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- Joined ESPN in 2014.
- Attended Washington State University.
SACRAMENTO, Calif. — Beginning with the Ivy League men’s basketball tournament last week, Princeton seniors Tosan Evbuomwan, Ryan Langborg and Keeshawn Kellman knew that each time they took the court, it could be their last game for the Tigers.
On its face, there’s nothing unique about that dynamic. That’s how college sports work. But for this trio of starters, their four-year college careers have been anything but normal.
As freshmen in 2019-20, their season was cut short because of COVID-19 just before the Ivy League tournament was set to begin, taking away the chance to play their way to the NCAA tournament. In 2020-21, the Ivy League canceled the entire winter sports season. Last season, they were upset as the top seed by Yale in the Ivy League championship game.
Altogether, it put a lot on this season, because despite having NCAA eligibility remaining, the Ivy League hasn’t budged from its position to limit its athletes a four-year window to compete. It’s something that Princeton, as an institution, also believes in, according to coach Mitch Henderson.
“We have [two] other seniors that have eligibility. Each one of these guys has an extra year,” Henderson said. “It doesn’t change anything for us. We’re very much about the four-year process.
“Princeton, we’re about the growth of the student-athlete over the four-year process. I hope that’s not saying we’re a stick in the mud. It’s very much who we are. We expect them after senior year to be able to kind of go out and make pretty serious contributions in their communities.”
However, it’s still tempting to think about what this team could look like with another year together — or what this team would have looked like had the players with NCAA eligibility remaining last season returned. Three of its five leading scorers last season — Jaelin Llewellyn (Michigan), Ethan Wright (Colorado) and Drew Friberg (Belmont) — all transferred, along with a fourth in Max Johns, who landed at Duke.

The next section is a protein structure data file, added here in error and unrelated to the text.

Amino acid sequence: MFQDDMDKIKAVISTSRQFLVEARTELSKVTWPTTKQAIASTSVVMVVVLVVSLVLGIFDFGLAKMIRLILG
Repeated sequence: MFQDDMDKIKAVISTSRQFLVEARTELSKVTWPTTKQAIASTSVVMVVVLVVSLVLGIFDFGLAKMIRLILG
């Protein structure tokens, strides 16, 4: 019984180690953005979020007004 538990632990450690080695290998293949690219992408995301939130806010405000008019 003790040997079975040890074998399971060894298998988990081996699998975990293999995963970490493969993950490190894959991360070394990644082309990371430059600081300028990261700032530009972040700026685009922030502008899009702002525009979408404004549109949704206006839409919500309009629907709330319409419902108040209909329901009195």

It’s possible they all could have left on their own volition, but the decision wasn’t theirs to make. The truncated time at Princeton made last year’s championship game even more painful.
“We could barely watch the [NCAA] tournament,” Henderson said.
Perhaps it makes this run even more special. The Tigers are just the second Ivy League team to advance to the Sweet 16 since the tournament expanded to 64 teams in 1985 (Cornell in 2012 was the other), and they went through a No. 2 seed in Arizona full of future pros before Saturday’s dominant win against seventh-seeded Missouri, 78-63.
Langborg, Evbuomwan and Kellman were at the heart of it.
For Langborg, the only player in the game from California, it was a homecoming of sorts. He’s from the opposite end of state, in San Diego, but as a high school senior in 2019, Langborg led La Jolla Country Day to the Division III state title with a 25-point performance in a game that also took place at Golden 1 Center, the home of the Sacramento Kings.
“When we had that game, I think we had like three combined 3s,” Langborg said. “I think it helped to play here before. I’m comfortable in this environment, although there was a little less people [in high school].”
On Saturday, Princeton didn’t have any problem shooting. Langborg drilled four 3-pointers and teammate Blake Peters hit five. It all came against a physical Missouri team that suffocated a great 3-point-shooting team, Utah State, just two days earlier.
It wouldn’t have been possible without Evbuomwan’s and Kellman’s presence inside. They might be the only two players on the Princeton roster with the size and strength to match up with Mizzou down low, yet Princeton still dominated the rebounding battle 44-30 — with 16 coming from freshman Caden Pierce.
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